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Pregled bibliografske jedinice broj: 697032

Organic matter in atmospheric aerosols over Zagreb: seasonal variation and characterisation of physicochemical properties


Vidović, Kristijan; Frka, Sanja; Orlović-Leko, Palma
Organic matter in atmospheric aerosols over Zagreb: seasonal variation and characterisation of physicochemical properties // Protection of Cultural Heritage from Natural and Man-made Disasters / Krstić, Dragica ; Marasović, Nela ; Zajec Jasenka (ur.).
Zagreb, Croatia: National and University Library in Zagreb, 2014. str. 116-118 (poster, međunarodna recenzija, sažetak, znanstveni)


Naslov
Organic matter in atmospheric aerosols over Zagreb: seasonal variation and characterisation of physicochemical properties

Autori
Vidović, Kristijan ; Frka, Sanja ; Orlović-Leko, Palma

Vrsta, podvrsta i kategorija rada
Sažeci sa skupova, sažetak, znanstveni

Izvornik
Protection of Cultural Heritage from Natural and Man-made Disasters / Krstić, Dragica ; Marasović, Nela ; Zajec Jasenka - Zagreb, Croatia : National and University Library in Zagreb, 2014, 116-118

Skup
Protection of Cultural Heritage from Natural and Man-made Disasters

Mjesto i datum
Zagreb, Hrvatska, 8-10.5.2014

Vrsta sudjelovanja
Poster

Vrsta recenzije
Međunarodna recenzija

Ključne riječi
Aerosols ; organic matter ; surfactants ; black crust ; Zagreb cathedral

Sažetak
Aerosols are important atmospheric constituents due to of their impact on global climate and air quality. According to the Intergovernmental Panel on Climate Change, aerosols have been the most important atmospheric cooling component in the industrial period (IPCC, 2007). Aerosol particles affect climate directly by scattering and absorbing solar radiation and indirectly by acting as cloud condensation nuclei (CCN), thus influencing cloud droplet size distribution, cloud albedo and lifetime (Kaufman et al., 2002). The airborne solid and liquid particles in the nanometer to micrometer size range influence the energy balance of the Earth, the hydrological cycle, atmospheric circulation, and the abundance of greenhouse and reactive trace gases. The primary parameters that determine the environmental effects of aerosol particles are their concentration, size, structure, and chemical composition. These parameters, however, are spatially and temporally highly variable (Pöschl, 2005). Particles are removed from the atmosphere by two mechanisms: deposition at the Earth’s surface (dry deposition) and incorporation into cloud droplets during the formation of precipitation (wet deposition). Dry deposition is relevant with respect to local air quality, and the soiling of buildings and cultural monuments. Diesel particulate material is very effective at soiling the urban fabric. Particle from this source are small, sticky and extremely black entities and have become the principal contemporary cause of the blackening of buildings. Sandstone accumulated soot very effectively and the rain will not wash it out. On the other hand, limestone can be cleaned by the rain and soot collets on sheltered surface (Brimblecombe, 1996). Organic particles are either emitted directly into the atmosphere by fossil fuel or biomass combustion thus forming primary organic aerosols or are formed by gas-to-particle conversion from gaseous precursors leading to secondary organic aerosols (Kanakidou et al. 2005). A large part of the organic compounds (up to 75% of the total organics) from aerosol can be recovered in a water soluble fraction (WSOC). Chemical aging and oxidative transformation of organic aerosol components generally increases the number of functional groups and thus increases solubility of organic molecules. Polycarboxylic acids constitute a considerable portion of the polar fraction of diesel particulate matter directly extracted from a bus exhaust. Also, an important number of benzenepolycarboxylic acids were identified as major components of a polar fraction in the black crust from historic monuments. Namely, black crusts are repositories of urban aerosols, as the monument surfaces passively entrap particulates in a gypsum matrix and, to some extend, the compounds were preserved (Hermosin and Saiz-Jimenez, 2013). The most reactive part of the WSOC fraction of atmospheric aerosols is surface active arranging itself into organic films at the gas-aerosol interface (Orlović-Leko et al2010 ; Frka et al., 2012). Surface active substances (SAS) with long hydrocarbon chains and a polars groups play an essential role in the control of atmospheric processes. These films can depress surface tension of atmospheric aerosols, leading to enhanced cloud nuclei formation. Surface films can change the physicochemical properties of humid aerosol particle and may hinder the transport of trace gases and water vapor through the interface (Seidl, 2000). The present study describes results by specific focusing on the seasonal variability of surfactant properties of the ambient aerosol WSOC fraction (PM < 10 μm) collected during one year (2011-2012) in urban area of Zagreb. The qualitative and quantitative characterization of SAS in investigated samples was evaluated bycomparison with selected model substances as well as with those of naturally isolated humus-like material (polymeric nature) applying electrochemical methods. Dissolved organic carbon (DOC) and particulate organic carbon (POC) were determined as additional parameters for characterization of organic matter in aerosols samples, what is of special interest for understanding the pertaining physicochemical processes in the atmosphere.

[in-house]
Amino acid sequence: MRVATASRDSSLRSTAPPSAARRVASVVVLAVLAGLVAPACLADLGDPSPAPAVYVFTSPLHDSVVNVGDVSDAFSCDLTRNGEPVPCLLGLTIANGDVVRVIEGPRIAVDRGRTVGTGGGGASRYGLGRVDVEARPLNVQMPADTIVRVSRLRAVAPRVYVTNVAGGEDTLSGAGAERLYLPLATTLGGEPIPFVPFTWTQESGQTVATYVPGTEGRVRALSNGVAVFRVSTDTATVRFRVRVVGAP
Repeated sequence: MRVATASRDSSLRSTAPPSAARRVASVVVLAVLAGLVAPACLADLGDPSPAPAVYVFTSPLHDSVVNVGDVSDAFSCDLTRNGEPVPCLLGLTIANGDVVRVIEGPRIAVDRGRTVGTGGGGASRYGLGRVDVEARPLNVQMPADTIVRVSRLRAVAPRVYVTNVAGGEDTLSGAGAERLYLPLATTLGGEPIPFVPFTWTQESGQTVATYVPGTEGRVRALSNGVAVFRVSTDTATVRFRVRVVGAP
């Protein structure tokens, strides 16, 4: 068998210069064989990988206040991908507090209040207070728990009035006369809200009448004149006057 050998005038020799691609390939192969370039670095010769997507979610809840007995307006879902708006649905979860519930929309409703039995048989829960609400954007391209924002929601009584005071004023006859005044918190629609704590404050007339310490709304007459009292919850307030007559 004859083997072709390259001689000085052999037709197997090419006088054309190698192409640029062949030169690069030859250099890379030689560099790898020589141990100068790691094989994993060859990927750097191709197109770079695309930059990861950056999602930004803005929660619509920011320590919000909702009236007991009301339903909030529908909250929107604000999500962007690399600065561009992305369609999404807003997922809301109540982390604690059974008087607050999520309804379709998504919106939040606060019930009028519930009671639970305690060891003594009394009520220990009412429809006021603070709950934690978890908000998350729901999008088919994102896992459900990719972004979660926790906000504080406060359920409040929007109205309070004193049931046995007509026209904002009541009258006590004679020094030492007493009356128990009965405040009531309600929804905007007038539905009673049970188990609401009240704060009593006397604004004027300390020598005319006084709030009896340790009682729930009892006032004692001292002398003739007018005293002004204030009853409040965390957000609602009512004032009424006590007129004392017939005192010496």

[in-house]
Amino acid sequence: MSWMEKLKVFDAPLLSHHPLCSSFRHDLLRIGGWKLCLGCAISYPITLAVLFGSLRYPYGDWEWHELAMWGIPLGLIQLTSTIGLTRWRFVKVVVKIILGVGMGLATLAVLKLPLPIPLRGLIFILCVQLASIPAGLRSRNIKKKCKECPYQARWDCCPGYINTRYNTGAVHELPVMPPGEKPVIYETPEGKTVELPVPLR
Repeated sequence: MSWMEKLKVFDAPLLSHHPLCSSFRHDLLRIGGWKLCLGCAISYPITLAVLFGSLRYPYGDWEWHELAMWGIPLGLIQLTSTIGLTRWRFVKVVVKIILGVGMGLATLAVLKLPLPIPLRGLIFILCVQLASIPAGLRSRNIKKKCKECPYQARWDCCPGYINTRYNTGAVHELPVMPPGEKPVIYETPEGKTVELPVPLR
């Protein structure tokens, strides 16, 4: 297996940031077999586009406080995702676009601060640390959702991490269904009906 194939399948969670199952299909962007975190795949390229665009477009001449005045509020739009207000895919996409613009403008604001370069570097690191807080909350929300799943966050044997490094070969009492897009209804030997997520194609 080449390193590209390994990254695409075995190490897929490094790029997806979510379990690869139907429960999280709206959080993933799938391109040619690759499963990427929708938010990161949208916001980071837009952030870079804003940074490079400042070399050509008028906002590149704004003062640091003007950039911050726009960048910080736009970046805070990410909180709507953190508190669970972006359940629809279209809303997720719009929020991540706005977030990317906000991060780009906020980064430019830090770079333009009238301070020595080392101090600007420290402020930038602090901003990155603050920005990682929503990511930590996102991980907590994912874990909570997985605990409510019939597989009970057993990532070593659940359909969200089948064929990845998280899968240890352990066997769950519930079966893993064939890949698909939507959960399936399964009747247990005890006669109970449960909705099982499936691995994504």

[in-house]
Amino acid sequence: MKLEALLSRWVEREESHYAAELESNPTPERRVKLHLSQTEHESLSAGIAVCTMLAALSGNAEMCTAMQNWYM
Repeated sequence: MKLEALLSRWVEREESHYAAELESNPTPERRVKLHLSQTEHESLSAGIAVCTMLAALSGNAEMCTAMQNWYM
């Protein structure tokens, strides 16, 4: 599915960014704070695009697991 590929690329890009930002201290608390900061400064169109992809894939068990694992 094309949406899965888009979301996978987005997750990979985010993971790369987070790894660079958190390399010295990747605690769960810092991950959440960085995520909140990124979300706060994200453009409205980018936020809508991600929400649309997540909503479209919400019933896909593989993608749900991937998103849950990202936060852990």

Izvorni jezik
Engleski



POVEZANOST RADA


Projekt / tema
098-0982934-2717 - Priroda organske tvari, interakcije s mikrokonstituentima i površinama u okolišu (Irena Ciglenečki-Jušić, )

Ustanove
Institut "Ruđer Bošković", Zagreb,
Rudarsko-geološko-naftni fakultet, Zagreb